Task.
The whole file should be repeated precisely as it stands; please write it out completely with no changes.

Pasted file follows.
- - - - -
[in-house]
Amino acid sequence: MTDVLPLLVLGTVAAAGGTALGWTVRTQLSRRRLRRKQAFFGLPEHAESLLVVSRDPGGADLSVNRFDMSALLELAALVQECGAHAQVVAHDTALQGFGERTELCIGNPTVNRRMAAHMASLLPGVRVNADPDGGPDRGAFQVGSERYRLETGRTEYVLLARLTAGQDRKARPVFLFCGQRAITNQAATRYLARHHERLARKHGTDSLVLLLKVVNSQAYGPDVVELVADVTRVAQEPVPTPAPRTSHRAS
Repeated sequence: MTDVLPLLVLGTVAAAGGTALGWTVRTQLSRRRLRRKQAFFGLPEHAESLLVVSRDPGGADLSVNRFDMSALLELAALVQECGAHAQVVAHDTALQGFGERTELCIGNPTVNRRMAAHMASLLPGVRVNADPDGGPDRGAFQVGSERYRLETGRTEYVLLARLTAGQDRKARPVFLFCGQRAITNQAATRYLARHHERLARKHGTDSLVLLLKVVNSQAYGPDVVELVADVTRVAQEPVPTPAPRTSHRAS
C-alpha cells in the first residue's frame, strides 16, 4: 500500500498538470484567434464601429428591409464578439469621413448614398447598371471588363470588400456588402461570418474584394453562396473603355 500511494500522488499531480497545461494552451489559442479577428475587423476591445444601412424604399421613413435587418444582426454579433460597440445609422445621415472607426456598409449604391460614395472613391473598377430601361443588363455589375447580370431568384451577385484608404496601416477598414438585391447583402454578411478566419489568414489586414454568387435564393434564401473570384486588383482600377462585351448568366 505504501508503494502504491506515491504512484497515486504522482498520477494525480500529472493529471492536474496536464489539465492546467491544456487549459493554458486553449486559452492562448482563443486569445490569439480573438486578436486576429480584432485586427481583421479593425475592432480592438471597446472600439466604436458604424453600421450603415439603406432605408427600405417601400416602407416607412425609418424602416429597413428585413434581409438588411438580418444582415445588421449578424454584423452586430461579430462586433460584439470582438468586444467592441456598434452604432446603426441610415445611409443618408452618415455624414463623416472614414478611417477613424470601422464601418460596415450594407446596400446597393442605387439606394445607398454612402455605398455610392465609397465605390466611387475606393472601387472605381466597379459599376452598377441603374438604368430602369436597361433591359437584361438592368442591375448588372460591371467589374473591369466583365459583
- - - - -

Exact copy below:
[in-house]
Amino acid sequence: MTDVLPLLVLGTVAAAGGTALGWTVRTQLSRRRLRRKQAFFGLPEHAESLLVVSRDPGGADLSVNRFDMSALLELAALVQECGAHAQVVAHDTALQGFGERTELCIGNPTVNRRMAAHMASLLPGVRVNADPDGGPDRGAFQVGSERYRLETGRTEYVLLARLTAGQDRKARPVFLFCGQRAITNQAATRYLARHHERLARKHGTDSLVLLLKVVNSQAYGPDVVELVADVTRVAQEPVPTPAPRTSHRAS
Repeated sequence: MTDVLPLLVLGTVAAAGGTALGWTVRTQLSRRRLRRKQAFFGLPEHAESLLVVSRDPGGADLSVNRFDMSALLELAALVQECGAHAQVVAHDTALQGFGERTELCIGNPTVNRRMAAHMASLLPGVRVNADPDGGPDRGAFQVGSERYRLETGRTEYVLLARLTAGQDRKARPVFLFCGQRAITNQAATRYLARHHERLARKHGTDSLVLLLKVVNSQAYGPDVVELVADVTRVAQEPVPTPAPRTSHRAS
C-alpha cells in the first residue's frame, strides 16, 4: 500500500498538470484567434464601429428591409464578439469621413448614398447598371471588363470588400456588402461570418474584394453562396473603355 500511494500522488499531480497545461494552451489559442479577428475587423476591445444601412424604399421613413435587418444582426454579433460597440445609422445621415472607426456598409449604391460614395472613391473598377430601361443588363455589375447580370431568384451577385484608404496601416477598414438585391447583402454578411478566419489568414489586414454568387435564393434564401473570384486588383482600377462585351448568366 505504501508503494502504491506515491504512484497515486504522482498520477494525480500529472493529471492536474496536464489539465492546467491544456487549459493554458486553449486559452492562448482563443486569445490569439480573438486578436486576429480584432485586427481583421479593425475592432480592438471597446472600439466604436458604424453600421450603415439603406432605408427600405417601400416602407416607412425609418424602416429597413428585413434581409438588411438580418444582415445588421449578424454584423452586430461579430462586433460584439470582438468586444467592441456598434452604432446603426441610415445611409443618408452618415455624414463623416472614414478611417477613424470601422464601418460596415450594407446596400446597393442605387439606394445607398454612402455605398455610392465609397465605390466611387475606393472601387472605381466597379459599376452598377441603374438604368430602369436597361433591359437584361438592368442591375448588372460591371467589374473591369466583365459583